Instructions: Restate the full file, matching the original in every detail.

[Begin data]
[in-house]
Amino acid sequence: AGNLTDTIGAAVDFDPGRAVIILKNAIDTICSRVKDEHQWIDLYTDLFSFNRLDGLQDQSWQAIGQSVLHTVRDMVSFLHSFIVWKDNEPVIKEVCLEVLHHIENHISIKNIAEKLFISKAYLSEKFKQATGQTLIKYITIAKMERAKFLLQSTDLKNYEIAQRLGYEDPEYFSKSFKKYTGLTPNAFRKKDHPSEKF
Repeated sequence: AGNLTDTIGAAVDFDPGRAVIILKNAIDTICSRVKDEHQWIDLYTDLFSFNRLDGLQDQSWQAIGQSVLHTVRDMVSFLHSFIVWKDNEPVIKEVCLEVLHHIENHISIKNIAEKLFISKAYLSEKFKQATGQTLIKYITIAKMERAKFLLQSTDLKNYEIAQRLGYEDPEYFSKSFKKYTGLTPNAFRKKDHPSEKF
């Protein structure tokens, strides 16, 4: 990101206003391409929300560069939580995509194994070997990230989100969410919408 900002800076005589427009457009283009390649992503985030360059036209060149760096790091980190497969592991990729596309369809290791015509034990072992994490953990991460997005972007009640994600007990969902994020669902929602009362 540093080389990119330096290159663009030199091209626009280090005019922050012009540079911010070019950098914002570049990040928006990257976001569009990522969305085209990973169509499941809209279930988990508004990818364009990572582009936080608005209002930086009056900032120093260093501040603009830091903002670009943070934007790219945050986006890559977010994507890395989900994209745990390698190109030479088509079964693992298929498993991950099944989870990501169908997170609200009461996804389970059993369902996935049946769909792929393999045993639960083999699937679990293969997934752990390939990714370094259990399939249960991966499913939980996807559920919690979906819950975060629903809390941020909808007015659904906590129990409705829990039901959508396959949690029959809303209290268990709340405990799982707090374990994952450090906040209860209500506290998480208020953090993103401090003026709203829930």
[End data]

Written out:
[in-house]
Amino acid sequence: AGNLTDTIGAAVDFDPGRAVIILKNAIDTICSRVKDEHQWIDLYTDLFSFNRLDGLQDQSWQAIGQSVLHTVRDMVSFLHSFIVWKDNEPVIKEVCLEVLHHIENHISIKNIAEKLFISKAYLSEKFKQATGQTLIKYITIAKMERAKFLLQSTDLKNYEIAQRLGYEDPEYFSKSFKKYTGLTPNAFRKKDHPSEKF
Repeated sequence: AGNLTDTIGAAVDFDPGRAVIILKNAIDTICSRVKDEHQWIDLYTDLFSFNRLDGLQDQSWQAIGQSVLHTVRDMVSFLHSFIVWKDNEPVIKEVCLEVLHHIENHISIKNIAEKLFISKAYLSEKFKQATGQTLIKYITIAKMERAKFLLQSTDLKNYEIAQRLGYEDPEYFSKSFKKYTGLTPNAFRKKDHPSEKF
């Protein structure tokens, strides 16, 4: 990101206003391409929300560069939580995509194994070997990230989100969410919408 900002800076005589427009457009283009390649992503985030360059036209060149760096790091980190497969592991990729596309369809290791015509034990072992994490953990991460997005972007009640994600007990969902994020669902929602009362 540093080389990119330096290159663009030199091209626009280090005019922050012009540079911010070019950098914002570049990040928006990257976001569009990522969305085209990973169509499941809209279930988990508004990818364009990572582009936080608005209002930086009056900032120093260093501040603009830091903002670009943070934007790219945050986006890559977010994507890395989900994209745990390698190109030479088509079964693992298929498993991950099944989870990501169908997170609200009461996804389970059993369902996935049946769909792929393999045993639960083999699937679990293969997934752990390939990714370094259990399939249960991966499913939980996807559920919690979906819950975060629903809390941020909808007015659904906590129990409705829990039901959508396959949690029959809303209290268990709340405990799982707090374990994952450090906040209860209500506290998480208020953090993103401090003026709203829930």